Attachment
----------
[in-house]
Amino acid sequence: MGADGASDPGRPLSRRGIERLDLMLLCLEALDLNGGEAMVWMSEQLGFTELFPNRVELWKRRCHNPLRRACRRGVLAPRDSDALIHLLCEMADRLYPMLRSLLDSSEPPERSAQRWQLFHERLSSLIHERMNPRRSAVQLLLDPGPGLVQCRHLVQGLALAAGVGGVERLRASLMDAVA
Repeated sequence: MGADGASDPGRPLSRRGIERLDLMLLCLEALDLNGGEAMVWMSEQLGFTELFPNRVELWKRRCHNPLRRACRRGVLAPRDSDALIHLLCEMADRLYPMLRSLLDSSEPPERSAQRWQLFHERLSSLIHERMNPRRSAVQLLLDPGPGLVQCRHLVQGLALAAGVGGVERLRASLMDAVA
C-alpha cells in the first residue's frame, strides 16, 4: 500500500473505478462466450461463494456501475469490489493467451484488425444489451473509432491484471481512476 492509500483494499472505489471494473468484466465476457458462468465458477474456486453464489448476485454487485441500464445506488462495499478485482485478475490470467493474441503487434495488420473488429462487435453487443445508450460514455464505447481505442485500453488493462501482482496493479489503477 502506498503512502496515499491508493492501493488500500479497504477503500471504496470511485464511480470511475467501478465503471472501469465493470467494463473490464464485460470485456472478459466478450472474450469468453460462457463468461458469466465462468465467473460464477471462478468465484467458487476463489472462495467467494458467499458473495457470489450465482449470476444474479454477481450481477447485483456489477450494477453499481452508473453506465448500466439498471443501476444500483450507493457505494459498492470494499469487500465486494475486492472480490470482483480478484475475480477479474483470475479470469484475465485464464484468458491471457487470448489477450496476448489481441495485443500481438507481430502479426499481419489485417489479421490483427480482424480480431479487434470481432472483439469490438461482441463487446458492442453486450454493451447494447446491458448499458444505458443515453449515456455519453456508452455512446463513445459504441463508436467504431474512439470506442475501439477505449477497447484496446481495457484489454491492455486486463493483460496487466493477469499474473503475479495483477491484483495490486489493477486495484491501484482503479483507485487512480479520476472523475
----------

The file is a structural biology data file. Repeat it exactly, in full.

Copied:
[in-house]
Amino acid sequence: MGADGASDPGRPLSRRGIERLDLMLLCLEALDLNGGEAMVWMSEQLGFTELFPNRVELWKRRCHNPLRRACRRGVLAPRDSDALIHLLCEMADRLYPMLRSLLDSSEPPERSAQRWQLFHERLSSLIHERMNPRRSAVQLLLDPGPGLVQCRHLVQGLALAAGVGGVERLRASLMDAVA
Repeated sequence: MGADGASDPGRPLSRRGIERLDLMLLCLEALDLNGGEAMVWMSEQLGFTELFPNRVELWKRRCHNPLRRACRRGVLAPRDSDALIHLLCEMADRLYPMLRSLLDSSEPPERSAQRWQLFHERLSSLIHERMNPRRSAVQLLLDPGPGLVQCRHLVQGLALAAGVGGVERLRASLMDAVA
C-alpha cells in the first residue's frame, strides 16, 4: 500500500473505478462466450461463494456501475469490489493467451484488425444489451473509432491484471481512476 492509500483494499472505489471494473468484466465476457458462468465458477474456486453464489448476485454487485441500464445506488462495499478485482485478475490470467493474441503487434495488420473488429462487435453487443445508450460514455464505447481505442485500453488493462501482482496493479489503477 502506498503512502496515499491508493492501493488500500479497504477503500471504496470511485464511480470511475467501478465503471472501469465493470467494463473490464464485460470485456472478459466478450472474450469468453460462457463468461458469466465462468465467473460464477471462478468465484467458487476463489472462495467467494458467499458473495457470489450465482449470476444474479454477481450481477447485483456489477450494477453499481452508473453506465448500466439498471443501476444500483450507493457505494459498492470494499469487500465486494475486492472480490470482483480478484475475480477479474483470475479470469484475465485464464484468458491471457487470448489477450496476448489481441495485443500481438507481430502479426499481419489485417489479421490483427480482424480480431479487434470481432472483439469490438461482441463487446458492442453486450454493451447494447446491458448499458444505458443515453449515456455519453456508452455512446463513445459504441463508436467504431474512439470506442475501439477505449477497447484496446481495457484489454491492455486486463493483460496487466493477469499474473503475479495483477491484483495490486489493477486495484491501484482503479483507485487512480479520476472523475